Nadine Lustre’s phone stolen in Brazil SEA Games 2019: Didal collects 2nd skateboard gold PLAY LIST 02:10SEA Games 2019: Didal collects 2nd skateboard gold02:11SEA GAMES 2019: PH’s Nesthy Petecio boxing featherweight final (HIGHLIGHTS)00:59Sports venues to be ready in time for SEA Games02:14Carpio hits red carpet treatment for China Coast Guard02:56NCRPO pledges to donate P3.5 million to victims of Taal eruption00:56Heavy rain brings some relief in Australia02:37Calm moments allow Taal folks some respite03:23Negosyo sa Tagaytay City, bagsak sa pag-aalboroto ng Bulkang Taal01:13Christian Standhardinger wins PBA Best Player award In fight vs corruption, Duterte now points to Ayala, MVP companies as ‘big fish’ Ginebra beats Meralco again to capture PBA Governors’ Cup title “A lot of people close to me will always say I’m not really that vocal so I’m just doing my best by leading by example and I’m also pushing myself into becoming more of a vocal leader.”Malabanan added that she’s had help from her teammates like Heather Guino-o, Kyle Negrito, and Celine Domingo in keeping the team in line.And if handling a team on her first stint as captain wasn’t tough enough, Malabanan said she’s also feeling pressure in leading the team to another great season.Malabanan said there’s some burden on the team since FEU finished as the runner-up to champion La Salle and they don’t want to have a lower finish than that come Season 81.“There’s a little pressure from that because we don’t want to go down from what we did last year but the coaches have been telling us to not focus on the goal of going to the finals and we just have to focus on our first game,” said Malabanan. “We just have to go step-by-step so we don’t get overwhelmed.”Sports Related Videospowered by AdSparcRead Next Malabanan will be on her first captaincy duty for the Lady Tamaraws in the upcoming UAAP Season 81 women’s volleyball tournament, replacing is the iconic Bernadeth Pons.Considered as one of the best outside hitters during her collegiate days, Pons was the skipper who led the Lady Tamaraws to the silver medal in the Season 80 tournament and that was FEU’s best finish since winning the title in Season 70.FEATURED STORIESSPORTSGinebra beats Meralco again to capture PBA Governors’ Cup titleSPORTSJapeth Aguilar wins 1st PBA Finals MVP award for GinebraSPORTSGolden State Warriors sign Lee to multiyear contract, bring back Chriss“Of course there’s the pressure because Pons is Pons but I’ve played with her for four years so I learned a lot from her and she’s really a vocal leader on the court,” said Malabanan during their practice Wednesday at FEU. Ginebra beats Meralco again to capture PBA Governors’ Cup title Malabanan admitted that she would have a different leadership style from Pons’ vocal way and she’d rather be an example through her play and hard work.“I wouldn’t say I’m a vocal leader, I would say I’m a servant leader so I will lead by example because I think action speaks louder than words,” said the fourth year opposite hitter.ADVERTISEMENT Philippine Army to acquire MANPADS, self-propelled howitzers ONE: Joshua Pacio wary of ‘explosive, cautious’ Japanese foe in first title defense View comments Tom Brady most dominant player in AFC championship history MOST READ Don’t miss out on the latest news and information. Gretchen Barretto’s daughter Dominique graduates magna cum laude from California college Japeth Aguilar wins 1st PBA Finals MVP award for Ginebra In fight vs corruption, Duterte now points to Ayala, MVP companies as ‘big fish’ MANILA, Philippines—Replacing a team icon is never easy but Jerrili Malabanan is ready to put on the captain’s shirt for Far Eastern University.ADVERTISEMENT LATEST STORIES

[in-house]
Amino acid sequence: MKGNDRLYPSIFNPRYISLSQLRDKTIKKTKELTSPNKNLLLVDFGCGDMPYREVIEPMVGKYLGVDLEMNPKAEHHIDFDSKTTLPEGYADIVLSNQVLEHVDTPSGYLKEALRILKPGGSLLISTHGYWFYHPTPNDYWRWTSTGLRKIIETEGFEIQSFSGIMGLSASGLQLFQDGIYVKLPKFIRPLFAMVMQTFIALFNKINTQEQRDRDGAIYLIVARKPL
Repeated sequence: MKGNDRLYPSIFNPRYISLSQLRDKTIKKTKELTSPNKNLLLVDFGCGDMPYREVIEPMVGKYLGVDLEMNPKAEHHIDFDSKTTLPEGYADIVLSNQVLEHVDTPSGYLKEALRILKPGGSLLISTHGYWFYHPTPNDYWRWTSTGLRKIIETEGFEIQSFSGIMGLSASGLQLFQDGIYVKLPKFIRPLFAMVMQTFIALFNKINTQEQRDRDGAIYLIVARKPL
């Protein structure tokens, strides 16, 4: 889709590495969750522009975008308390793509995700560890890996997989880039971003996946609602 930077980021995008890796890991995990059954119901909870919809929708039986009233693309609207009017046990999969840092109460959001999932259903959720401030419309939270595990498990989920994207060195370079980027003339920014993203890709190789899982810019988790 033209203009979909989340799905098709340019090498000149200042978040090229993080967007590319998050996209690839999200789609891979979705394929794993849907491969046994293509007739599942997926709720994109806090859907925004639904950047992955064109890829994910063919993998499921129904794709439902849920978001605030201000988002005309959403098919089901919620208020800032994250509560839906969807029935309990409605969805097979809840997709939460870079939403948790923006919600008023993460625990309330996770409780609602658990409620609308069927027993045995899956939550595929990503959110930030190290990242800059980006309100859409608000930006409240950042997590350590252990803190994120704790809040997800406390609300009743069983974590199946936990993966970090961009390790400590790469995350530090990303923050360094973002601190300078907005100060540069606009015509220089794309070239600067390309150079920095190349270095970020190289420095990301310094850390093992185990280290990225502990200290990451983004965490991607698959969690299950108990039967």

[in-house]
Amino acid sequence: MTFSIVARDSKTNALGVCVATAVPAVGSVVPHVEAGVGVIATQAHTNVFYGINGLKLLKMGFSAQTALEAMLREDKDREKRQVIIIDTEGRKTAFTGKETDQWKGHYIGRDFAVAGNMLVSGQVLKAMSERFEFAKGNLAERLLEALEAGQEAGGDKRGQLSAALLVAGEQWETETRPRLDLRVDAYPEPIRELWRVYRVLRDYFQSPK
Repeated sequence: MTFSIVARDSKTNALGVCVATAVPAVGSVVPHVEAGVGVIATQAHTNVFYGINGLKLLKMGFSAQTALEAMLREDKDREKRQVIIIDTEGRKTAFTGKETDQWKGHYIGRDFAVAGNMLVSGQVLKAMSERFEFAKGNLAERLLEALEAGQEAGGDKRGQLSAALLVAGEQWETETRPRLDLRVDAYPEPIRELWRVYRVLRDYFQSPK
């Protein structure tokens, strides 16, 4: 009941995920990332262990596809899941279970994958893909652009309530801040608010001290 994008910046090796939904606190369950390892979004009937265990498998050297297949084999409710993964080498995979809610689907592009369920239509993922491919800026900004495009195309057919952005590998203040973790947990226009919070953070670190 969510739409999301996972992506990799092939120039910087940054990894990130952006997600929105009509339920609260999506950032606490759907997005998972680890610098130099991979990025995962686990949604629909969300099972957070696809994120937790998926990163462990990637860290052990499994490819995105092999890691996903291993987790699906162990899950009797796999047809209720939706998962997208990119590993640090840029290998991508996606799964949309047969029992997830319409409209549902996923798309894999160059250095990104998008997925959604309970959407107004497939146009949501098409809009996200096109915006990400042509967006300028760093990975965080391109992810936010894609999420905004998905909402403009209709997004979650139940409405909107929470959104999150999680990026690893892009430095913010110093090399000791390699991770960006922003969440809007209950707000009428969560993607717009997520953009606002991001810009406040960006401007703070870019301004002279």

Chief Peter Barlon (R) with Chief Robert Sehnean at the occasion.Says statutory laws not adequate to prosecute cases of alleged witchcraft.The head of the traditional council of chiefs in Nimba County, Paramount Chief Peter Barlon, has described witchcraft activities in the county as “alarming” and getting out of hand. He said it deserves the intervention of the Legislature to enact a law that can prosecute perpetrators and ensure justice for the victims.Speaking to reporters in Nimba on Saturday, October 6, Chief Barlon said there “are several witchcraft cases that have resulted in the deaths of many people in the county and for which the alleged perpetrators go free, because there is no law in the constitution to prosecute.”He said chiefs are not authorized to administer “sassywood,” a trial by ordeal process that was used to administer “traditional laws” in the past. He said magistrates who are using “statutory laws” are not willing to prosecute such cases, because of the difficulty of securing evidence against those accused.“There is a law to prosecute those found to be involved in witchcraft activities, but the magistrate and police are not willing to consider cases of witchcraft whenever a case is taken to them,” he said.He added that presently in Nimba County, there is a group of men said to be involved in “medicine” (witchcraft activities). According to him, they wear amulets said to possess mystical powers and anyone who dares risk having illicit relations with their women could invite a death spell cast by mystical chants.“This new witchcraft activity is alarming. There are two witchcraft activities known as ‘Kparsia and Zoebayoo,’ which are also deadly,” he said. Kparsia and Zoebayoo, according to information, are invoked whenever those who possesses the mystical chanting powers touches a subject’s shoulder with their left hand, the subject immediately falls sick and die within two to three days.Chief Barlon said the people who are involved in the practice otherwise referred to as “medicine” for the wrist, have confessed openly to killing people with such powers, which also includes chanting. “The government continues to say witchcraft activity is not scientific and, therefore, perpetrators cannot undergo punishment as compared to those who kill physically,” he said.“We are calling on the government or our lawmakers to pass a law that deals with cases emanating from witchcraft,” he said.Individuals who confess that they are involved in witchcraft have usually done so openly. Early this year, local authorities in the Zoe Geh Statutory District, arrested several men who were allegedly involved in witchcraft that led to the death of two persons. “Children of young ages have been confessing, pointing to the elderly for initiating them,” the chief said.“Our lives are in danger from these people,” said Clan Chief Patrick Baryou of Fro Clan.“A fellow was arrested with a cow tail, and said that anyone to who he shows the tail will immediately ‘get dry’ (shrink in size) and die,” he said. “They sometimes put something on a chair for their victim to sit on and which can lead to the person’s death.”However, contrary to Chief Barlon’s claim that there is a law that empowers local communities to deal with “sassywood,” or trial by ordeal (TBO), the Daily Observer notes that the administration of “sassywood” was banned in Liberia more than a century ago.The Supreme Court of Liberia first outlawed the practice in 1916 in a case in which a number of individuals, accused of being witches, refused to submit to sassywood (a form of TBO that involves drinking a poisonous brew that often results in death) and the matter was brought before the Supreme Court on appeal. The Court ruled against TBO on the basis that it violated a suspect’s right against self-incrimination (a right protected under the Liberian 1847 Constitution).In an opinion delivered by the Supreme Court in 1916, it said, “While it is provided that the native and district courts shall administer the native customary law, we cannot admit the legality of a proceeding which is evidently intended to extort a confession from the accused, and which is in conflict with the organic law of the state, which declares that ‘no person shall be compelled to give evidence against himself.’ … Any custom, which panders to the superstition of the natives of the country is, in our opinion, contrary to the genius of our institutions and should, therefore, be discouraged.” (Jedah v Horace (1916) 2 LLR 63)In 1940, in an appeal by five individuals convicted by a circuit court of murdering a person suspected of stealing a goat, the Court again upheld the ban; it held that TBO was “unconstitutional and illegal.” (Tenteah v Republic of Liberia (1940) 7 LLR 63).The Court noted: “It would appear that the defendant died as a result of the doing of the appellants of an illegal act; for, defendant having been accused of stealing a goat, no effort was made to ascertain the truthfulness or falsity of the action by any legal evidence, but rather resorted to the illegal and abominable method of trial by ordeal, which this court has repeatedly held to be unconstitutional and therefore illegal.”For clarity, trial by ordeal (sassywood) takes different forms, depending on the circumstances. It may be used on a person suspected of a crime to induce confession; on a suspect or witness to make sure that the person tells the truth (much like testifying under oath); or on a person suspected of being a witch as an interrogation technique or as a cure if he/she has already admitted to being one.The types of TBO carried out in Liberia span a range of acts (including drinking regular water or performing a simple task); painful exercises (for instance, dipping a hand in boiling oil or putting a hot metal object against the skin); and deadly acts (such as consuming dangerous poison).The prevalence of TBO has been attributed to the unwillingness of the executive body to enforce the ban and its active participation in its routine violation. The typical example cited to support this indictment is the fact that the Hinterland Regulations, which permit some forms of TBO to be sanctioned, remain in force in violation of the ban on TBO.Under these Regulations, the Ministry of Internal Affairs routinely licenses “Ordeal Doctors” to carry out TBO. Although forms of TBO that pose danger to life are said to have been banned by the executive body (in other words, the executive body decided to start enforcing an already existing ban partially), a recent United Nations (UN) report showed that Liberian authorities have continued to encourage their use.For example, former President Ellen Johnson-Sirleaf granted presidential clemency to 14 individuals convicted of murder for a death they caused in the course of a TBO. Its prevalence is also undoubtedly attributed to other factors.One such factor is cultural: it is widely believed that TBO is a fair and quick method for dispensing justice in which both the administrators of the trial and the tools used are deemed to possess divine powers for which there is no substitute.This is particularly true in cases of witchcraft. Another reason why the practice endures despite a long-standing ban is a practical one. Formal institutions of justice are inaccessible in most parts of the country and for most people, TBO is the only available means of resolving a conflict.Share this:Click to share on Twitter (Opens in new window)Click to share on Facebook (Opens in new window)